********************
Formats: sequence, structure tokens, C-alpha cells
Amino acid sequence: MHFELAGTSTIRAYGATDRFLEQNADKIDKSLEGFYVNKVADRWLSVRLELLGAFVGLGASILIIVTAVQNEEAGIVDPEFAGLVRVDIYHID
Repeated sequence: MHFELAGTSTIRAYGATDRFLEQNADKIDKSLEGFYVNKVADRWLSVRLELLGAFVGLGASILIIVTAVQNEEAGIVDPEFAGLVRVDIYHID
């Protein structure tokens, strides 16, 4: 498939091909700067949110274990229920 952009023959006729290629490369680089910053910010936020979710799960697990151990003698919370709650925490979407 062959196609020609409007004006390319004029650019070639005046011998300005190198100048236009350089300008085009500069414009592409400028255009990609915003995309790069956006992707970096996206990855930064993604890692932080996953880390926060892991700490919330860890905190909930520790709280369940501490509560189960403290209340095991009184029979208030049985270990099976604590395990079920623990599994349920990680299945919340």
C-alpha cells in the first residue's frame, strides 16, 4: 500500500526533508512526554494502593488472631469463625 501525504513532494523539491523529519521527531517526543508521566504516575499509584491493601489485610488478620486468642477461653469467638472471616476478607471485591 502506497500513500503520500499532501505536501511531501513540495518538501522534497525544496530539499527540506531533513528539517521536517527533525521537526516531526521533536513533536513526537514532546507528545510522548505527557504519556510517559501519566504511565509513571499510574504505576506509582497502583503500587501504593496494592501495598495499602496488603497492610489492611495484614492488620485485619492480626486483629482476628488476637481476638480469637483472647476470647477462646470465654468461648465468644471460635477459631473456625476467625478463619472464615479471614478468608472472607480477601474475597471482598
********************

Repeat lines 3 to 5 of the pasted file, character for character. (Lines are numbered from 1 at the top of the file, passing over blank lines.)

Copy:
Repeated sequence: MHFELAGTSTIRAYGATDRFLEQNADKIDKSLEGFYVNKVADRWLSVRLELLGAFVGLGASILIIVTAVQNEEAGIVDPEFAGLVRVDIYHID
């Protein structure tokens, strides 16, 4: 498939091909700067949110274990229920 952009023959006729290629490369680089910053910010936020979710799960697990151990003698919370709650925490979407 062959196609020609409007004006390319004029650019070639005046011998300005190198100048236009350089300008085009500069414009592409400028255009990609915003995309790069956006992707970096996206990855930064993604890692932080996953880390926060892991700490919330860890905190909930520790709280369940501490509560189960403290209340095991009184029979208030049985270990099976604590395990079920623990599994349920990680299945919340």
C-alpha cells in the first residue's frame, strides 16, 4: 500500500526533508512526554494502593488472631469463625 501525504513532494523539491523529519521527531517526543508521566504516575499509584491493601489485610488478620486468642477461653469467638472471616476478607471485591 502506497500513500503520500499532501505536501511531501513540495518538501522534497525544496530539499527540506531533513528539517521536517527533525521537526516531526521533536513533536513526537514532546507528545510522548505527557504519556510517559501519566504511565509513571499510574504505576506509582497502583503500587501504593496494592501495598495499602496488603497492610489492611495484614492488620485485619492480626486483629482476628488476637481476638480469637483472647476470647477462646470465654468461648465468644471460635477459631473456625476467625478463619472464615479471614478468608472472607480477601474475597471482598